- The decision of the adjudicating panel is final.
At every level of the competition, each competitor will be assessed on the three judging criteria listed below. Please note that each criterion is equally weighted and has an emphasis on audience.
- Did the presentation provide an understanding of the background to the research question being addressed and its significance?
- Did the presentation clearly describe the key results of the research including conclusions and outcomes?
- Did the presentation follow a clear and logical sequence?
- Did the oration make the audience want to know more?
- Was the presenter careful not to trivialize or generalize their research?
- Did the presenter convey the enthusiasm for their research?
- Did the presenter capture and maintain their audience's attention?
- Was the thesis topic, key results and research significance and outcomes communicated in language appropriate to a non-specialist audience?
- Did the speaker avoid scientific jargon, explain terminology and provide adequate background information to illustrate points?
- Did the speaker have sufficient stage presence, eye contact and vocal range; maintain a steady pace, and have a confident stance?
- Did the presenter spend adequate time on each element of their presentation - or did they elaborate for too long on one aspect or was the presentation rushed?
- Did the PowerPoint slide enhance the presentation - was it clear, legible, and concise?
- Cynthia Sagers, Vice President for Research, OSU
- Francisco Guerrero-Bolano, PhD Graduate Student, OSU
- Christine Kelly Associate Dean of Academic and Student Affairs, College of Engineering, OSU
- Amy Jauron, Economic Development Officer, City of Corvallis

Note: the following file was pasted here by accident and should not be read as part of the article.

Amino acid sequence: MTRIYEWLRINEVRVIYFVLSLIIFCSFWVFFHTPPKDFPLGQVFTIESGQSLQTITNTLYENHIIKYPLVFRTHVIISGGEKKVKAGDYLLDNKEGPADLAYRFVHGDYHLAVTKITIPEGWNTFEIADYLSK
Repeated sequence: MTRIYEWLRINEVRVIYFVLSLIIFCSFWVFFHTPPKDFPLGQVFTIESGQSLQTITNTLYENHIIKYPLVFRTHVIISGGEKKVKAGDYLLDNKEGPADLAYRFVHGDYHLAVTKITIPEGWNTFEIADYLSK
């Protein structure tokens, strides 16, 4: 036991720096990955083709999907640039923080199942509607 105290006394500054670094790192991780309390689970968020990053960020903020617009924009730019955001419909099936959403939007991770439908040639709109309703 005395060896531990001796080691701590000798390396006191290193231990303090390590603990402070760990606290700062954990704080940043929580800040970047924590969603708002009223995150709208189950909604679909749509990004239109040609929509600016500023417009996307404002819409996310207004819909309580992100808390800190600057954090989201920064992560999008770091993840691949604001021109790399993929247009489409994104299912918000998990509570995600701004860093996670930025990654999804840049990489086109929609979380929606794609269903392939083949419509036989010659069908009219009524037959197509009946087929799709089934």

- Sarah Gelser, State Senator, Oregon
Participate in Scholars' Insights
Presentations will be limited to the first 40 complete registrations received. Information presenters will be asked for at registration is:
- Full name
- Phone number
- Program and Degree
- Major Professor
- Slide Title (limited to 10 words or less)
- PowerPoint Slide (required to be complete at time of registration for submission to be accepted, please follow these guidelines)
Resources for Presenters
Below you will find information to help you prepare for this competition. Please pay special attention to the rules and the timeline and important dates sections as these are critical to your continued qualification in the competition. Please remember that you will be presenting to a non-specialist audience, not at a technical conference. With that in mind, please submit a title of up to 10 words. Be creative and think outside the technical box.
The Three Minute Format
First Place: Francisco Guerrero-Bolano, Sustainable Forest Management, PhD
“Reconstructing Watershed History From a Sedimentary Hard-Drive"
Major Professor: Dr. Jeff Hatten
Second Place: Jennifer Warner, Civil Engineering, MS
“Out of Sight, Out of Mind…Right-Hook Crash Solutions”
Major Professor: Dr. David Hurwitz
People's Choice: Jenna Schardt, Materials Science, MS
“Tiny Tree Batteries: Sodium Ion Batteries with Nanocellulose”
Major Professor: Dr. John Simonsen